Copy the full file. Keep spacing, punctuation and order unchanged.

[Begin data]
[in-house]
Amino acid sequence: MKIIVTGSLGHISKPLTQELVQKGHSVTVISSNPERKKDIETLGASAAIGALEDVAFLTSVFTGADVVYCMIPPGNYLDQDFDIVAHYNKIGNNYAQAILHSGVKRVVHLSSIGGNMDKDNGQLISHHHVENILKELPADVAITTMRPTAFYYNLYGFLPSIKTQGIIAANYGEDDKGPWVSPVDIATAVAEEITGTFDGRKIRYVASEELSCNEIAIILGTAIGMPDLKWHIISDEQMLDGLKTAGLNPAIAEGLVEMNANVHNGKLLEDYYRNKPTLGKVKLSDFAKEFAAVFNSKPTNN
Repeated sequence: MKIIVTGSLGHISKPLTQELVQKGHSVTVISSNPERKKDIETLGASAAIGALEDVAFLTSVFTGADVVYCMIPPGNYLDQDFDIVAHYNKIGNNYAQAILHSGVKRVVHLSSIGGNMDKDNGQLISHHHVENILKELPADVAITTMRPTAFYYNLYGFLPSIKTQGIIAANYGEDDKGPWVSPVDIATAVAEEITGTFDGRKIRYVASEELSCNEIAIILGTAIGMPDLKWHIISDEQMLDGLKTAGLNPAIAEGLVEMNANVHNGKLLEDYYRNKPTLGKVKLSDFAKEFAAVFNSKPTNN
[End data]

[in-house]
Amino acid sequence: MKIIVTGSLGHISKPLTQELVQKGHSVTVISSNPERKKDIETLGASAAIGALEDVAFLTSVFTGADVVYCMIPPGNYLDQDFDIVAHYNKIGNNYAQAILHSGVKRVVHLSSIGGNMDKDNGQLISHHHVENILKELPADVAITTMRPTAFYYNLYGFLPSIKTQGIIAANYGEDDKGPWVSPVDIATAVAEEITGTFDGRKIRYVASEELSCNEIAIILGTAIGMPDLKWHIISDEQMLDGLKTAGLNPAIAEGLVEMNANVHNGKLLEDYYRNKPTLGKVKLSDFAKEFAAVFNSKPTNN
Repeated sequence: MKIIVTGSLGHISKPLTQELVQKGHSVTVISSNPERKKDIETLGASAAIGALEDVAFLTSVFTGADVVYCMIPPGNYLDQDFDIVAHYNKIGNNYAQAILHSGVKRVVHLSSIGGNMDKDNGQLISHHHVENILKELPADVAITTMRPTAFYYNLYGFLPSIKTQGIIAANYGEDDKGPWVSPVDIATAVAEEITGTFDGRKIRYVASEELSCNEIAIILGTAIGMPDLKWHIISDEQMLDGLKTAGLNPAIAEGLVEMNANVHNGKLLEDYYRNKPTLGKVKLSDFAKEFAAVFNSKPTNN